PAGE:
The roll call of Black men and boys killed by police officers in this country is staggering and grotesque.
We — and here I’m addressing white folks like myself; people in communities of color rarely have the opportunity to forget about state-sanctioned oppression — WE, I say again, need to raise our voices in protest. And to not stop protesting until change happens. (Prob’ly need to keep it up after that, too, I’m thinking. This country’s track record on maintaining and respecting civil rights advances ain’t none too good.)
At the same time, we can’t lose sight of the fact that Black women and girls, too, are the targets of horrific, unjustifiable state violence.
This summer, as Mike Brown’s name was added to the tragic list of Black men and boys killed by individuals wielding state power (or by vigilantes imagining themselves as empowered to do so), feminist activists and writers again began asking why the names of black women similarly victimized do not receive the same levels of national attention.
Verónica Bayetti Flores laid out the questions on Feministing:
How are the deaths and beatings of women — cis and trans — at the hands of the police or with their complicity so much less compelling? I think the obvious answer here is misogyny and transmisogyny, not on one specific occasion or by one specific person, but at the systemic level: what tweets get tweeted and retweeted, what events seem newsworthy, and what bodies are deemed to hold value.
I want to mourn the deaths of Mike Brown and Eric Garner and Trayvon Martin, and I want to question why the deaths of Renisha McBride and Islan Nettles and Kathryn Johnston haven’t gotten similar traction. Why the beating of Marlene Pinnock isn’t on all of our lips. Why the nation is not familiar with the names of Stephanie Maldonado, or of Ersula Ore. And how many women’s names do we not know because they don’t dare come forward? Because the violence they experience at the hands of the police is sexual, and the shame and stigma around sexual violence silences them?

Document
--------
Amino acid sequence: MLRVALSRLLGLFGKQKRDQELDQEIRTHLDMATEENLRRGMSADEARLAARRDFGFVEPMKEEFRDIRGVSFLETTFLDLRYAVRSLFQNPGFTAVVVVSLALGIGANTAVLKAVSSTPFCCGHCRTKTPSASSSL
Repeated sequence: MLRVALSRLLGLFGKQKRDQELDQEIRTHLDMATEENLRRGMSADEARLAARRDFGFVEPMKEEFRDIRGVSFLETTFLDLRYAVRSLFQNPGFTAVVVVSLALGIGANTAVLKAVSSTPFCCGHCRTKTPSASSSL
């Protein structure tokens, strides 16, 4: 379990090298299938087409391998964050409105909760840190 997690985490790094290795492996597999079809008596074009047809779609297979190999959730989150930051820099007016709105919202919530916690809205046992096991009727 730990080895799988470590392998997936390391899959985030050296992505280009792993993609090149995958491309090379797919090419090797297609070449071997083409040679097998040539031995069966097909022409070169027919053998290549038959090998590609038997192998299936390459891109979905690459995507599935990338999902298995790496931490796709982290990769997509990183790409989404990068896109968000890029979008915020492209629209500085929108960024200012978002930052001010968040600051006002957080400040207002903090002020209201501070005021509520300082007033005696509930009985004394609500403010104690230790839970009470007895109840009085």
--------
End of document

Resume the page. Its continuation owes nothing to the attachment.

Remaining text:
Let me add to Flores’ list: Rekia Boyd. Raven Dozier. The 16 Black women assaulted and/or raped by an Oklahoma policeman. Tarika Wilson (whose 14-mo old baby, Sincere, was wounded in the hail of bullets that killed his mother). Tyisha Miller. Margaret LaVerne Mitchell. Aiyana Stanley-Jones (and in a painfully familiar narrative, charges were recently dropped against the police officer who shot and killed the 7-yo as she slept on her grandmother’s couch). Denise Stewart. Viola Young. Yvette Smith. The 17-yo girl punched by a cop in an episode that began with police investigating a totally-unrelated man for jaywalking. Tanisha Anderson.
And I’m not even looking hard.
Speaking of state-sanctioned violence, what about the women subjected to forced sterilizations in California prisons? While the now-illegal(-but-really-pretty-illegal-all-along) procedures were performed on women of across races, the justification by Dr. James Heinrich, the OB-GYN responsible for the lion’s-share of the sterilizations, evokes stereotypically racist tropes: “the money spent sterilizing inmates was minimal ‘compared to what you save in welfare paying for these unwanted children – as they procreated more.’ ”
While we’re on the subject of oppressive actions undertaken by the government against already-incarcerated women, can we talk about the violence inherent in caging young women with sentences that will last throughout their child-bearing years, thus denying them any opportunity to ever become mothers?
Can we talk about how carceral feminism itself — and its advocacy of prison justice as a response to violence against women — supports policies and approaches to gender-based violence that often result in greater harm being done to the most vulnerable (and already-marginalized) victims? [There are righteous people fighting these fights. Please follow their efforts.]
I am out of words to speak more of this pain and outrage.
Would that I was also out of names to list…
I invite you to add other names — and their stories — in the comments.